Tuesday, October 15

Tanner’s Take: UCLA must capitalize on T.J. Leaf decommitment to strengthen 2016 class


The Bruins have an opportunity, and they would be wise to make the most of it.

Five-star power forward T.J. Leaf announced his decommitment from Arizona last Thursday, opening the door for programs across the country to jump back into his recruiting process. In November 2014, Leaf chose Arizona over Florida and UCLA, so it isn’t a shock to hear that the Bruins are already rumored to be the early favorites to land the high school senior.

Leaf’s Amateur Athletic Union basketball coach Etop Udo-Ema spoke with Scout Thursday night to discuss the upcoming process for the Compton Magic player, and he knew exactly what the situation was like in Westwood.

“I’m sure (UCLA is) interested, but the question is do they have a scholarship?” Udo-Ema said in his interview with the recruiting website. “I haven’t talked to them yet. I’m sure they’re going to be interested, obviously.”

While the Compton Magic coach was correct – all 13 of the team’s 2016-17 scholarships are taken – the Bruins are reportedly willing to take junior guard Bryce Alford off of his to open up a spot for Leaf.

The message has been sent loud and clear: UCLA will do whatever it takes.

The move makes perfect sense for head coach Steve Alford – both financially and from a basketball standpoint. The elder Alford makes $2.6 million annually so Bryce’s tuition costs are negligible, and Leaf’s sudden decommitment gives the Bruins a chance to add to a 2016 recruiting class that appeared to be full.

A 6-foot-10-inch forward, Leaf would add a commanding presence under the basket of whichever school he eventually signs with. Scouting reports for the El Cajon recruit cite his upside as an impact player across the court, too – not just on the post.

Current speculation over Leaf’s eventual landing spot is mostly unfounded. Internet theories for his decommitment postulate that he might be bitter at Arizona coach Sean Miller for leaving him off the United States’ U19 roster – Miller actually wasn’t the one picking the roster so we can nix that one – or that he suddenly wants to play overseas and forego an NCAA career. Whatever the reason was, his options are now wide-open, and it is hard to ignore the number of connections he has to UCLA.

Multiple Compton players are committed to become Bruins over the next few years, including fellow 2016 teammates center Ike Anigbogu and guard Kobe Paras. Jaylen Hands, a 2017 recruit, is also said to be leaning toward UCLA, but he is still mulling offers and making visits to potential schools. Those influences, combined with the fact that Leaf is a SoCal native, only add to the growing narrative of an imminent Westwood arrival.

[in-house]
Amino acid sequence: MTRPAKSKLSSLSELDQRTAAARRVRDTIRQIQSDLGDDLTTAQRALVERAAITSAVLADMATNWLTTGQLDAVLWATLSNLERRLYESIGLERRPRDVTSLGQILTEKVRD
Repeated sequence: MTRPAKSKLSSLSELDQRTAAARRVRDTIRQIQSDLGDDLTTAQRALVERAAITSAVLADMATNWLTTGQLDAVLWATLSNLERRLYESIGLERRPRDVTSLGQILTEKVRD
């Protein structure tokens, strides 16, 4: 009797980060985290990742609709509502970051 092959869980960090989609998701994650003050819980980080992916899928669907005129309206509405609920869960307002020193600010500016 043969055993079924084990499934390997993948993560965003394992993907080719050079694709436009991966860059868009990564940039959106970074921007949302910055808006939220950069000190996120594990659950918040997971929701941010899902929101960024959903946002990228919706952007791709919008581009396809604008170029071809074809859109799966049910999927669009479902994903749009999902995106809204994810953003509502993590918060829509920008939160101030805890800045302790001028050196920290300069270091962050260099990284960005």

With these recent developments, coach Alford has the opportunity to bring in his best recruiting class since being hired two years ago. In that time, Alford has seen the arrival of three recruiting classes, but the 2013 group was mostly inherited from Ben Howland’s final months as head coach. The 2014 class was ranked No. 7 overall by 247Sports, but Jonah Bolden’s ineligibility left the group with one-and-done Kevon Looney as its lone centerpiece. This year’s freshmen are ranked No. 21 as a whole, and the top-ranked player is shooting guard Prince Ali, who 247Sports lists at No. 41 in the country.

Looney was a great signing by Alford, but his recent recruiting has left more to be desired. Most recently, the Bruins lost out on five-star forward Jaylen Brown, who shocked pundits nationwide when he committed to Cal as a 2015 recruit.

Leaf’s decommitment is a second chance for the Bruins.

His impact would be magnified by the already-strong 2016 class that Alford has put together. Five-star point guard Lonzo Ball is one of the Bruins’ early commits, and he anchors what has already been ranked as the No. 3 recruiting class in the nation. Rivals and 247Sports list Ball at No. 5 and No. 6 respectively, while Leaf follows at No. 12 in both rankings.

The reality is that the worst-case scenario here is quite good for UCLA: Arizona loses its commitment from Leaf, and the talented player departs the Pac-12 for a far-off school like Kansas or Florida. However, this could be a defining moment for Alford’s Westwood career. If he is able to get a second five-star in the 2016 class, the program would see a strong rebound from its recent recruiting letdowns and – most importantly – the Bruins would have a newfound depth that might propel them past the invisible wall that is the Sweet 16.

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Alumni director

Walters is the Alumni director. He was editor in chief in 2016-17. Previously, he was an assistant editor in the Sports Department and has covered men's soccer, men's volleyball and men's water polo.

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